What’s With All the Attention on Queue Management?
At Retail’s Big Show earlier this year we noticed what appears to be a new trend. An increasing focus on queue management. All sorts of companies were out sharing their technology wares, queuing products, and solutions to help retailers better manage their queues.
Why? Why are so many companies jumping on the bandwagon we’ve been riding for so many years?
We would contend the reason is actually quite simple. Businesses across a diverse range of industries, from retail to tourism to entertainment to service, have a renewed interest in one thing: The customer experience. An idea that has been at the forefront for several years has made its way to the queue. And managers just might be realizing that through queue management that they are able to increase impulse sales, increase customer happiness, and improve overall business efficiency.
The lure of impulse sales.
Queue management is about more than just stringing together some stanchions. A true queue management strategy considers how the queue can become part of the sales engine of the organization. After all, if customers are waiting they might as well keep shopping! For retailers, this draw to queue management may be especially attractive. Turning the queue into a store-within-a-store is made possible by in-queue merchandising systems that tie into the structure of the queue to present impulse items right where customers are waiting.
Another, not-so-obvious, queue management approach that can lead to impulse sales is taking a “virtual” approach to the queue. In other words, getting rid of the queue entirely. Virtual queuing uses the power of technology to check people into the waiting line while giving them the freedom to keep shopping (and buying) while they wait to be called to check out or possibly to enter the next available dressing room.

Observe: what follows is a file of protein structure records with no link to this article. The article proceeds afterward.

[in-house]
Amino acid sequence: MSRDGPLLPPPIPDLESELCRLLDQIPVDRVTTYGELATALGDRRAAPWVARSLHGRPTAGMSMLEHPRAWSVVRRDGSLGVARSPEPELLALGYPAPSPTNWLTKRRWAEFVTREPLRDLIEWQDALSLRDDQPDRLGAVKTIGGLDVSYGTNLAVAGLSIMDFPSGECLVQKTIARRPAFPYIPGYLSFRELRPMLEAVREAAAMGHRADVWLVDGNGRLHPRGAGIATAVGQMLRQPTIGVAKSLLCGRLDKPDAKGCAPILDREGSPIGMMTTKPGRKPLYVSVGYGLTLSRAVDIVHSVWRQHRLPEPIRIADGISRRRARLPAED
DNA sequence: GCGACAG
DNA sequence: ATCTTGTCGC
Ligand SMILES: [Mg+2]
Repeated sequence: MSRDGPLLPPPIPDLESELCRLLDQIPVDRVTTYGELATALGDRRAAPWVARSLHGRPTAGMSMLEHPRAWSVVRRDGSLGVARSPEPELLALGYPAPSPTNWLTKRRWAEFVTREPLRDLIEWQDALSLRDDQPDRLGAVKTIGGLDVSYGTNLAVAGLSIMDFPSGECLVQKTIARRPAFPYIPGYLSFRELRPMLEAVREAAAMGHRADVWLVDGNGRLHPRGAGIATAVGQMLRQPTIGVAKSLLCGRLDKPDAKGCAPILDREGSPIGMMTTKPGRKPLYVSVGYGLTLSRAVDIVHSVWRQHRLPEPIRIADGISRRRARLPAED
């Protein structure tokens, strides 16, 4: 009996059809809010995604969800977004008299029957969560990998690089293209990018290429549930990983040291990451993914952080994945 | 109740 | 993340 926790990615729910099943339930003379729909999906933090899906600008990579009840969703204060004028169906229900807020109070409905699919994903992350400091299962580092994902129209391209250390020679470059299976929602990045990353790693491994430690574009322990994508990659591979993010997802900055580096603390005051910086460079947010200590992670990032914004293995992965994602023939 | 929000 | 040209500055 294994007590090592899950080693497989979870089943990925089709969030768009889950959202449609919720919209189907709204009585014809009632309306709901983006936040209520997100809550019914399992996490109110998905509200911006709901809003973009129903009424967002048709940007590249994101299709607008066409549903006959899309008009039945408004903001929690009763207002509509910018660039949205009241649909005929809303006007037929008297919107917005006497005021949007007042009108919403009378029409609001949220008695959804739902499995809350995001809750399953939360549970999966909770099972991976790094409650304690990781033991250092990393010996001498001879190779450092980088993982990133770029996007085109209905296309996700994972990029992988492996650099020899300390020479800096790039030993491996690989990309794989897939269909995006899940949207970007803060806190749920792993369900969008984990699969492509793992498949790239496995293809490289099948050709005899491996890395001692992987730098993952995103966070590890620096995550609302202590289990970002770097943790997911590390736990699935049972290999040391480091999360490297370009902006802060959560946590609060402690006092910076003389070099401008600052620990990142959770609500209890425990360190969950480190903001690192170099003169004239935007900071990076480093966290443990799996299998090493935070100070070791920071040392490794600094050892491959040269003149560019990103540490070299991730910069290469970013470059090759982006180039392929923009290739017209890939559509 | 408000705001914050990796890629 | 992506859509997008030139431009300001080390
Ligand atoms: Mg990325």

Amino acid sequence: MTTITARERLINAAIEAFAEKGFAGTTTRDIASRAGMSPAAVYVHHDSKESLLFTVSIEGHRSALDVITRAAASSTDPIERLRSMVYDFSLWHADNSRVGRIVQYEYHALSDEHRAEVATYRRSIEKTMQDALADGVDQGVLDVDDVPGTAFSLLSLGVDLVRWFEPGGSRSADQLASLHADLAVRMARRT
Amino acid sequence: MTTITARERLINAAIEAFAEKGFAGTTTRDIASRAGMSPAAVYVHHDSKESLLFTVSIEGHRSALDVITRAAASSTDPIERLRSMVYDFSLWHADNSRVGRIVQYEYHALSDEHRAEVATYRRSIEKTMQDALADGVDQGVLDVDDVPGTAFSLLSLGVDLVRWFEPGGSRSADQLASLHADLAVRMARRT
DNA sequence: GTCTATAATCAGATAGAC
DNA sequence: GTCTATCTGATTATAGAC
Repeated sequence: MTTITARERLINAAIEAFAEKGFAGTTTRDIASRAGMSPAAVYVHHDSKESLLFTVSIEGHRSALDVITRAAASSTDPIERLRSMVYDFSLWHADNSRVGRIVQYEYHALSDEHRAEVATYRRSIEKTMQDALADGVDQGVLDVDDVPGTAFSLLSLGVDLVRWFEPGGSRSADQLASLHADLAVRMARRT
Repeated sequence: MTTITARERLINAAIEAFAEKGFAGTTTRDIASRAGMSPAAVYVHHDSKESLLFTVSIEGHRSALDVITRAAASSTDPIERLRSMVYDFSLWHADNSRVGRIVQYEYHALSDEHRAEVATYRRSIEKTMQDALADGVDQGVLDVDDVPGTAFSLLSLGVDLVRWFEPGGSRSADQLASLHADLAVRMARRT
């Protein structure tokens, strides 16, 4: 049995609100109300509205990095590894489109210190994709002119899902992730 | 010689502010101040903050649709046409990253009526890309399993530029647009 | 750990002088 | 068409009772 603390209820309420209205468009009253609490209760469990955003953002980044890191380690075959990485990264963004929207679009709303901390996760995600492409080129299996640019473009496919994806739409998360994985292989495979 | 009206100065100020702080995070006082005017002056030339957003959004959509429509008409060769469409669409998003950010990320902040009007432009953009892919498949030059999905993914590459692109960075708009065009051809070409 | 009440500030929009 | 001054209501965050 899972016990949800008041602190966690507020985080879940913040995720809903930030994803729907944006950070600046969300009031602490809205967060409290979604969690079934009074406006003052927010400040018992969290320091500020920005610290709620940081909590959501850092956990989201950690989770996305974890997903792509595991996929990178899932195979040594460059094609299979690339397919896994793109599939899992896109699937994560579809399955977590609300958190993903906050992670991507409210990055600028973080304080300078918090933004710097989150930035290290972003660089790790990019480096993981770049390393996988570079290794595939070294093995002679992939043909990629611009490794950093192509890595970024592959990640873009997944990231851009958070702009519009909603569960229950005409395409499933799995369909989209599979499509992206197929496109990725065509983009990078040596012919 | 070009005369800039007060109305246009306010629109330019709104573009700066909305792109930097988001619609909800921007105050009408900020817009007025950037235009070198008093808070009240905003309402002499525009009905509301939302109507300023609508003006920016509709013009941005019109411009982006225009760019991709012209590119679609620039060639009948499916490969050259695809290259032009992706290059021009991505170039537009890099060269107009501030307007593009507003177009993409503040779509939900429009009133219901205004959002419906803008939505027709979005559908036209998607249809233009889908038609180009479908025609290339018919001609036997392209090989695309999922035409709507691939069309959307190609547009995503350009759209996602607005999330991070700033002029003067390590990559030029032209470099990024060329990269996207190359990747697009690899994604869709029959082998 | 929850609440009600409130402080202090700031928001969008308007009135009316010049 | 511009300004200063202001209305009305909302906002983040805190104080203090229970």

The desire to make happier customers.
Today’s focus on the customer experience is driven by the overall desire to create customer joy. Unfortunately, waiting lines are a common source of customer dismay that form at critical points in the customer journey. So businesses are left with a quandary of how to serve customers in the right order while also keeping the dreaded wait at an acceptable level to avoid turning customers away. This challenge is likely driving many to turn to queue management. In doing so, businesses will find that queue management involves more than just keeping wait times at a minimum. It is really an exercise in managing the feeling of waiting as well as the wait itself.
The need to improve business efficiency.
A final reason we believe businesses are turning to queue management is to improve overall business productivity and efficiency. As businesses across industries look to gain a competitive edge in an increasingly competitive world, they must uncover every stone. Waiting lines or queues are a key place where efficiencies can be gained or lost. A queue that is under- or over-staffed equates to lost efficiency. So, as queue management evolves and companies come out with technology to help companies better manage the efficiencies of their queues, there is a natural draw to this.
Overall, we are impressed to see so much attention on a topic we’ve been focused on for years. It says a lot about the maturity of the industry and businesses as a whole who recognize that the queuing experience can impact the overall customer experience.
What do you think? Is your business more or less focused on queue management this year? Where do you see your queue management needs in the next 12 months?